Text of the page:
On November 15, 2016, Kepware released KEPServerEX® Version 6. This major update includes native development of core OPC UA technology, which provides improved performance, enhanced diagnostics, and a solid foundation for continued OPC UA functionality enhancements.
To learn more about the OPC UA technology developed for Version 6, please read the Q&A pairs below.
Kepware is excited to announce the launch of KEPServerEX® Version 6. The first major release since 2009, Version 6 is designed to meet your evolving industrial connectivity needs.
Seven years ago, I started working as a Technical Writer for Kepware. I brought grammar and technical writing knowledge and authoring software expertise to my role, and thought I was ready to dive into our library of product manuals. Little did I know exactly how long it would take me to learn the abbreviations commonly used within our different vertical industries. Understanding the different terms for systems, networks, and processes was one thing; mastering the different protocols—and discerning when to use one over another—was entirely different.
With the help of patient colleagues, technical resources, and time, I was able to create a foundation of knowledge that continues to expand today. As industry turns its attention toward the Internet of Things and Industrie 4.0, the abbreviations and definitions added to our language (and my Kepware dictionary) multiplies.
Redundancy is something that every company strives for in their automated process, but is one of the hardest functionalities to implement successfully. Companies across the globe are working with solutions comprised of disparate devices, HMI/SCADA systems, historians, and MES systems—each of which has various support for integrating a redundant solution. As an Applications Engineer at Kepware, I have the privilege of answering the question, “How can we implement a redundant automated solution?”
I’m happy to say that by leveraging Kepware’s portfolio of products, redundancy is possible even for customers with unique environments. One of the tools we provide is Media Level Redundancy, an advanced option for KEPServerEX that is supported in Master drivers and drivers that do not require third-party interface cards or library files. Accessed in KEPServerEX through the driver's Device Properties | Redundancy tab, Media Level Redundancy (MLR) was enhanced in the June 2015 release of KEPServerEX version 5.18.
“With great power, comes great responsibility.”
Although a cheesy quote from a comic book-inspired movie, it is surprisingly relevant to the Automation Industry. As data becomes increasingly valuable, it unfortunately also becomes more vulnerable. From the number of bottles filled in a processing line to the type of soda selected at the movie theater, data is being gathered all around us to provide better analytics and enable improved business decisions. Making sure that this data stays in the appropriate hands can make all the difference.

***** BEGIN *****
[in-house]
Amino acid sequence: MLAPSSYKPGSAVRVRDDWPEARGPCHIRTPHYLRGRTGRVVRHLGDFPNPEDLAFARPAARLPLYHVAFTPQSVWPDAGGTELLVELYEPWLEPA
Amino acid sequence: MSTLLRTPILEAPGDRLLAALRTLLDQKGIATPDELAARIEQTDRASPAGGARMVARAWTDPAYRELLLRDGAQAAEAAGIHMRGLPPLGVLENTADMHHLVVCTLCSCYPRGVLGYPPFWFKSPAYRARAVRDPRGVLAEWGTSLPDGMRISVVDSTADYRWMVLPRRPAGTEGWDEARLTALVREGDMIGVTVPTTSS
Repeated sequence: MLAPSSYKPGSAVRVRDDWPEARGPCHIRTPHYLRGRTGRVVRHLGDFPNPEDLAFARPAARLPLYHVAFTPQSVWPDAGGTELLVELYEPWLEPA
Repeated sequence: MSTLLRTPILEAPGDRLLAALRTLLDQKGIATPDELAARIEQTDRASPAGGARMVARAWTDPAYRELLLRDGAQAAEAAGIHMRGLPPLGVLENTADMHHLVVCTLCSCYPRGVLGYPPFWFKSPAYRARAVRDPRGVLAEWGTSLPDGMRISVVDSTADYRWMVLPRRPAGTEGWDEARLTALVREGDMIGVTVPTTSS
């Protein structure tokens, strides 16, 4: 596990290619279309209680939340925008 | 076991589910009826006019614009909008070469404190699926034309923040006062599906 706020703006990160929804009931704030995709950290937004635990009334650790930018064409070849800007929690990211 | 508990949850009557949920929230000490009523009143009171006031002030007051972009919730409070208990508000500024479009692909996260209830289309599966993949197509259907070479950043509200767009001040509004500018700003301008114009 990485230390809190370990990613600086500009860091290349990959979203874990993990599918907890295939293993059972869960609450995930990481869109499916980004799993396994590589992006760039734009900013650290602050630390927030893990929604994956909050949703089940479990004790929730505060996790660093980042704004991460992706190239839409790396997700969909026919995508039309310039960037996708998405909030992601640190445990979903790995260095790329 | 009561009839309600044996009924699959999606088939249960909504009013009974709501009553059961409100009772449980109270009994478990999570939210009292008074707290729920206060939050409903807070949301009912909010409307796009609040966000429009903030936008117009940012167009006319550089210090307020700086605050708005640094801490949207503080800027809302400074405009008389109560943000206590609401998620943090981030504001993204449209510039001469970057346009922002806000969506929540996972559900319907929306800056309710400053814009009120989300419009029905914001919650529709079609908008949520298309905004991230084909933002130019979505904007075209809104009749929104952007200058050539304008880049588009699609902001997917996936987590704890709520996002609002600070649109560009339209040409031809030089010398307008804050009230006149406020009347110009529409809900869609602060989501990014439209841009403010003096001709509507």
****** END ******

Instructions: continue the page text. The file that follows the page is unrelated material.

OPC UA was designed with security in mind. One of the key ways OPC UA protects the integrity and confidentially of messages is through message encryption and signing. Although this sounds fancy, the technologies OPC UA uses to achieve this have a direct impact on how end users interact with OPC UA products. This blog describes that technology, and details how to use it to make secure OPC UA connections.
Mobile technologies have exploded over the past few years with the advent of inexpensive and reliable mobile displays from Apple, Google, Microsoft, and Samsung (to name a few). They have also evolved from a simple 4 inch display on a phone to a 13” tablet to wearables in the form of watches or Google Glass. With these mobile displays, workers have found it easier to access their corporate information systems, first starting with email and then moving to cloud-based applications like CRM systems. Now they are looking for access to real-time systems like SCADA and HMI.
This new infographic contains feedback from attendees of the OPC Tunneling Webinar presented by Kepware's Sam Elsner and the OPC Foundation's Thomas Burke on November 21, 2013. Click the image below to discover how your peers rate their familiarity with OPC Unified Architecture and describe how they have used tunneling products in the past. Then, visit the linked resources to learn how you can utilize OPC tunneling easily and securely in your next project.
First, what do we mean by the “King of Automation”? If one standard were king, every component of an industrial automation system—from PLC to PC to PAC—would speak the same language regardless of manufacturer. In a way, this is what the micro-USB plug did for cell phones and cell phone chargers, but in industrial automation terms. (Isn’t it so much more convenient now that our cell phones and chargers all have the same plug?!)
Optimizing communications between devices in the field and the centralized applications that need their data is a critical component to the success of a SCADA implementation. The networks that support these communications typically use radios, cellular networks, satellite links, or other types of wireless technology. Due to the bandwidth limitations of these networks, a non-streamlined and inefficient communications solution compromises the network’s ability to acquire and manage data as needed. This blog will discuss a new approach to a communications architecture that simplifies, enhances, and increases the reliability of data collection in a SCADA environment.